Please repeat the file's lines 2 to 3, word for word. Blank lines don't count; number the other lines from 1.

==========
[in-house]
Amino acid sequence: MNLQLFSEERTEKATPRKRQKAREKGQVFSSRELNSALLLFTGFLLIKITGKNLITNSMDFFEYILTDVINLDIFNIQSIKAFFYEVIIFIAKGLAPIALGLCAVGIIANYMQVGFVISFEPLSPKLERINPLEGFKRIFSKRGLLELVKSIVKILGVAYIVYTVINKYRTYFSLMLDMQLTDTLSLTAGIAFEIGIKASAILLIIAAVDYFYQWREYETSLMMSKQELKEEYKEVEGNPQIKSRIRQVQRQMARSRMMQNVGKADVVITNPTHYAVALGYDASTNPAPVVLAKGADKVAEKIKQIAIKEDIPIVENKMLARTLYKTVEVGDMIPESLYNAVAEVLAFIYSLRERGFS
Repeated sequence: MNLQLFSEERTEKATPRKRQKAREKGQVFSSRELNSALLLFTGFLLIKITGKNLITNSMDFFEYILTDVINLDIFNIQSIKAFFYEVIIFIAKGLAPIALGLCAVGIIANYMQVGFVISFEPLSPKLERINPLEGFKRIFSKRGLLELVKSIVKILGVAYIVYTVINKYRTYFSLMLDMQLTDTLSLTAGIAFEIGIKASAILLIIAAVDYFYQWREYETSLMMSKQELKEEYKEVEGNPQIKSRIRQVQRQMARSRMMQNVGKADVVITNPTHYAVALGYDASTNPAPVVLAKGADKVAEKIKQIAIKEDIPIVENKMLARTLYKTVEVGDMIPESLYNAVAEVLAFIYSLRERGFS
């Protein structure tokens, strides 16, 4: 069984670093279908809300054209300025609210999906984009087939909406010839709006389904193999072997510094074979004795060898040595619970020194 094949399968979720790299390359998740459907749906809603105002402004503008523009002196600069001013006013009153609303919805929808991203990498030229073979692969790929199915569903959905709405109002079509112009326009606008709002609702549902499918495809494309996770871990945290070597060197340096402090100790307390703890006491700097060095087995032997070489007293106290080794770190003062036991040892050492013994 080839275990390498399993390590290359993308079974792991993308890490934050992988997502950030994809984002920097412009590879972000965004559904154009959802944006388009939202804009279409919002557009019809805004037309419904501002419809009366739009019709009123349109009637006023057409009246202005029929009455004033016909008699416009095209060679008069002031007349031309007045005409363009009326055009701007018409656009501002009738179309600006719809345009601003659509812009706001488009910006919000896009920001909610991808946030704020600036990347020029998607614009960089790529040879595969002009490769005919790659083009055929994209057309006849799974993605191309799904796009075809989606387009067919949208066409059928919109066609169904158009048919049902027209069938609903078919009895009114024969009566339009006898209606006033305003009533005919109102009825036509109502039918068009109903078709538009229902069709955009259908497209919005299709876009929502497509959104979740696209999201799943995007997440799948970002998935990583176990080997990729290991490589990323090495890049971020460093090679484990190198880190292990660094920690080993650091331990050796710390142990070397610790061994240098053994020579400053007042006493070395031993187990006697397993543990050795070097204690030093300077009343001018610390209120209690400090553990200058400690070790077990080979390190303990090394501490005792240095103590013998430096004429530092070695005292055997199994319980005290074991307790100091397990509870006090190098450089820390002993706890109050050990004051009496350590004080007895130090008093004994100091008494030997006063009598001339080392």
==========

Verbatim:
Amino acid sequence: MNLQLFSEERTEKATPRKRQKAREKGQVFSSRELNSALLLFTGFLLIKITGKNLITNSMDFFEYILTDVINLDIFNIQSIKAFFYEVIIFIAKGLAPIALGLCAVGIIANYMQVGFVISFEPLSPKLERINPLEGFKRIFSKRGLLELVKSIVKILGVAYIVYTVINKYRTYFSLMLDMQLTDTLSLTAGIAFEIGIKASAILLIIAAVDYFYQWREYETSLMMSKQELKEEYKEVEGNPQIKSRIRQVQRQMARSRMMQNVGKADVVITNPTHYAVALGYDASTNPAPVVLAKGADKVAEKIKQIAIKEDIPIVENKMLARTLYKTVEVGDMIPESLYNAVAEVLAFIYSLRERGFS
Repeated sequence: MNLQLFSEERTEKATPRKRQKAREKGQVFSSRELNSALLLFTGFLLIKITGKNLITNSMDFFEYILTDVINLDIFNIQSIKAFFYEVIIFIAKGLAPIALGLCAVGIIANYMQVGFVISFEPLSPKLERINPLEGFKRIFSKRGLLELVKSIVKILGVAYIVYTVINKYRTYFSLMLDMQLTDTLSLTAGIAFEIGIKASAILLIIAAVDYFYQWREYETSLMMSKQELKEEYKEVEGNPQIKSRIRQVQRQMARSRMMQNVGKADVVITNPTHYAVALGYDASTNPAPVVLAKGADKVAEKIKQIAIKEDIPIVENKMLARTLYKTVEVGDMIPESLYNAVAEVLAFIYSLRERGFS